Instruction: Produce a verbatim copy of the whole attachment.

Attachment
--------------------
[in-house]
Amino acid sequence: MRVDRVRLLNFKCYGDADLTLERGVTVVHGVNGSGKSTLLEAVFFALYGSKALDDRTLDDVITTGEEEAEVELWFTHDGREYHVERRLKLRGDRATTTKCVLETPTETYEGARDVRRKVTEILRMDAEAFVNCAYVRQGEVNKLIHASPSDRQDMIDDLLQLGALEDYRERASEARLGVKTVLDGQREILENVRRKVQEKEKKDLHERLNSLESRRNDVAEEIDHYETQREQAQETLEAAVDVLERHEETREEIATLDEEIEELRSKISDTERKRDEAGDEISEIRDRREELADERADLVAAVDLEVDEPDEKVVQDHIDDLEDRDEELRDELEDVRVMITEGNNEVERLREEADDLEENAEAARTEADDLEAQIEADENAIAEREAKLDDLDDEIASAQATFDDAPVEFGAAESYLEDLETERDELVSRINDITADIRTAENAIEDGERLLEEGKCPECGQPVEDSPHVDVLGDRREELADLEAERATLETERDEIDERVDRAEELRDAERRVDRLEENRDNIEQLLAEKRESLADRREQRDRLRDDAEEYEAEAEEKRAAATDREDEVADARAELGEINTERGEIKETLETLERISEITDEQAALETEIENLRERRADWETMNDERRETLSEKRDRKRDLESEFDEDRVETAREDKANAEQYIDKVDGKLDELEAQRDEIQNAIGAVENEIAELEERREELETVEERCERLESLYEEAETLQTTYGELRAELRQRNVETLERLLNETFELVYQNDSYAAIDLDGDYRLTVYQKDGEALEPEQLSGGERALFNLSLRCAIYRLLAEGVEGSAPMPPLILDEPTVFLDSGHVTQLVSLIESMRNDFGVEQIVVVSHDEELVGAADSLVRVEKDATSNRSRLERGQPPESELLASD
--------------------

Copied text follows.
[in-house]
Amino acid sequence: MRVDRVRLLNFKCYGDADLTLERGVTVVHGVNGSGKSTLLEAVFFALYGSKALDDRTLDDVITTGEEEAEVELWFTHDGREYHVERRLKLRGDRATTTKCVLETPTETYEGARDVRRKVTEILRMDAEAFVNCAYVRQGEVNKLIHASPSDRQDMIDDLLQLGALEDYRERASEARLGVKTVLDGQREILENVRRKVQEKEKKDLHERLNSLESRRNDVAEEIDHYETQREQAQETLEAAVDVLERHEETREEIATLDEEIEELRSKISDTERKRDEAGDEISEIRDRREELADERADLVAAVDLEVDEPDEKVVQDHIDDLEDRDEELRDELEDVRVMITEGNNEVERLREEADDLEENAEAARTEADDLEAQIEADENAIAEREAKLDDLDDEIASAQATFDDAPVEFGAAESYLEDLETERDELVSRINDITADIRTAENAIEDGERLLEEGKCPECGQPVEDSPHVDVLGDRREELADLEAERATLETERDEIDERVDRAEELRDAERRVDRLEENRDNIEQLLAEKRESLADRREQRDRLRDDAEEYEAEAEEKRAAATDREDEVADARAELGEINTERGEIKETLETLERISEITDEQAALETEIENLRERRADWETMNDERRETLSEKRDRKRDLESEFDEDRVETAREDKANAEQYIDKVDGKLDELEAQRDEIQNAIGAVENEIAELEERREELETVEERCERLESLYEEAETLQTTYGELRAELRQRNVETLERLLNETFELVYQNDSYAAIDLDGDYRLTVYQKDGEALEPEQLSGGERALFNLSLRCAIYRLLAEGVEGSAPMPPLILDEPTVFLDSGHVTQLVSLIESMRNDFGVEQIVVVSHDEELVGAADSLVRVEKDATSNRSRLERGQPPESELLASD